Is There A Rural/Urban Gradient In The Prevalence Of Eczema? A Systematic Review And What Can Be Done About It?

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One in 10 schoolchildren in the western world suffers from eczema and even developing nations have also seen an increasing trend in the last few decades. There are many proposals to explain the increased incidence, one area of relevance is the environmental impact. Falling under the often misused ‘hygeine hypothesis’ title it has been proposed that there is a reflective difference in the gradient between rural and urban children. Implying the environmental impact on the developing immune system of children is different and therefore less protective in the urban setting.

This concept has now been studied in a recent article in the British Journal of Dermatology.[1] By conducting a Medline and Embase data base review studies that compared the incidence between the two environments were reviewed. Some 26 papers were assessed with 19 demonstrating a higher risk for eczema in an urbanised area, of these 11 were regarded as being statistically significant. A further 6 studies showed a lower risk of eczema in an urbanised area, of which just 1 was statistically significant.


This paper concludes that there is some evidence of a higher risk for eczema in urban compared with rural areas, suggesting that place of residence may have a role in the pathogenesis of eczema.

What Can We Do About It

The earlier one starts to modify immunological responses to potential skin irritants the better the outcome – or at least this study suggests this. By asking mums at the end of pregnancy and during breast feeding a greater degree of immunological tolerance was passed on to their child reducing eczema in infants.[2] The probiotic milk contained Lactobacillus rhamnosus GG, Lactobacillus acidophilus La-5 and Bifidobacterium animalis subsp. lactis Bb-12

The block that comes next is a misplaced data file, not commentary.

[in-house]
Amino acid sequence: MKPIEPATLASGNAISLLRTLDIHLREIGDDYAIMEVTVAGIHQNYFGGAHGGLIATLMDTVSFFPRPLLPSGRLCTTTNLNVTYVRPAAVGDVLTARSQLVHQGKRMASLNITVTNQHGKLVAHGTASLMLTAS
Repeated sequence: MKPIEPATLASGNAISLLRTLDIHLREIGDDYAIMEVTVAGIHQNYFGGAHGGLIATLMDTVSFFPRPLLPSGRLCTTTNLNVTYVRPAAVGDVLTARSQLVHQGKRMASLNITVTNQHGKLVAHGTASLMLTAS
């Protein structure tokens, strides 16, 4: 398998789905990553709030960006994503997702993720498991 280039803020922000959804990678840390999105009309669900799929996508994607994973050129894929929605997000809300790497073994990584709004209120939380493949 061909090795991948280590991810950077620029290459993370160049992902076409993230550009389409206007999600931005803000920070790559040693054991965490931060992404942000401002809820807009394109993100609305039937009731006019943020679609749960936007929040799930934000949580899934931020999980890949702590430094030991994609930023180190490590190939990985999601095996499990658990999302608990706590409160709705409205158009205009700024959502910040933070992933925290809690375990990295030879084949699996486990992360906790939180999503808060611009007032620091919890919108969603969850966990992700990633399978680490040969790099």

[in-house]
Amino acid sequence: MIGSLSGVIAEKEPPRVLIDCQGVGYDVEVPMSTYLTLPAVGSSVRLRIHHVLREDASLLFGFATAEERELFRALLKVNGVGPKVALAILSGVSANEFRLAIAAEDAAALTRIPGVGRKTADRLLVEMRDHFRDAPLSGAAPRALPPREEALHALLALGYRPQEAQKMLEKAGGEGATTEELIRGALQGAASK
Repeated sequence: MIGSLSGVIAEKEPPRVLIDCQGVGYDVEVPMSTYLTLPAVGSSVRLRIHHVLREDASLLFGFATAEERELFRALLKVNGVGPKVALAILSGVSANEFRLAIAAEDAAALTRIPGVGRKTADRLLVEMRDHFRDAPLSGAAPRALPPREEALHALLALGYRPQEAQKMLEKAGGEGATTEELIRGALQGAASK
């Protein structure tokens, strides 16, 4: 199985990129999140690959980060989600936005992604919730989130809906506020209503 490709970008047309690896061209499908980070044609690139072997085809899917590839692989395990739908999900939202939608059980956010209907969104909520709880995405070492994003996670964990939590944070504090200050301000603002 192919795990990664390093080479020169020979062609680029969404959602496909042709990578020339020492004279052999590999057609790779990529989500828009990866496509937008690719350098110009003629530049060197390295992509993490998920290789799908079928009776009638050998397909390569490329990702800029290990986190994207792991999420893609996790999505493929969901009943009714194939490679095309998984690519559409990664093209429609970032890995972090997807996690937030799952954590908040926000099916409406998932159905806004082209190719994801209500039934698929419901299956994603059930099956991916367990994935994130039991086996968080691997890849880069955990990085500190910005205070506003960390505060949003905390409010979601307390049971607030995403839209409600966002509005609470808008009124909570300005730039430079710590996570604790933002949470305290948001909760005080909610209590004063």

An earlier study also found that taking probiotics during pregnancy reduce incidence so eczema, suggesting that the foetus and neonate are able to collect information from the mum that reduces eczema risk.[3] In this double-blind, randomised, placebo-controlled trial, a mixture of probiotic bacteria selected by in-vitro experiments (Bifidobacterium bifidum, Bifidobacterium lactis, and Lactococcus lactis were used.


The role of individual bacterial strains are known to have differing effects on the recipient, in part this is due the ecology that exists in their own digestive tract at the time of ingestion as well as prior medication usage. Further maturation and re-balancing of the bacterial species may be compromised by food and by the immune activity levels at the time of ingestion. However, scientists are slowly piecing together bacterial mixes that may have a consistency above 50% in terms of outcome and this will exceed that achieved by medicines. Probiotics have many potential uses, selecting the right strain for the right immune response is what makes their use at times seem ineffective.


[1] Schram ME, Tedja AM, Spijker R, Bos JD, Williams HC, Spuls PI. Is there a rural/urban gradient in the prevalence of eczema? A systematic review. Br J Dermatol. 2010 May;162(5):964-73. Epub 2010 Mar 16.View Abstract

[2] Dotterud CK, Storrø O, Johnsen R, Oien T. Probiotics in pregnant women to prevent allergic disease: a randomised, double-blind trial. Br J Dermatol. 2010 Jun 9. View Abstract

[3] Niers L, Martín R, Rijkers G, Sengers F, Timmerman H, van Uden N, Smidt H, Kimpen J, Hoekstra M.The effects of selected probiotic strains on the development of eczema (the PandA study). Allergy. 2009 Sep;64(9):1349-58. Epub 2009 Apr 9. View Full Paper

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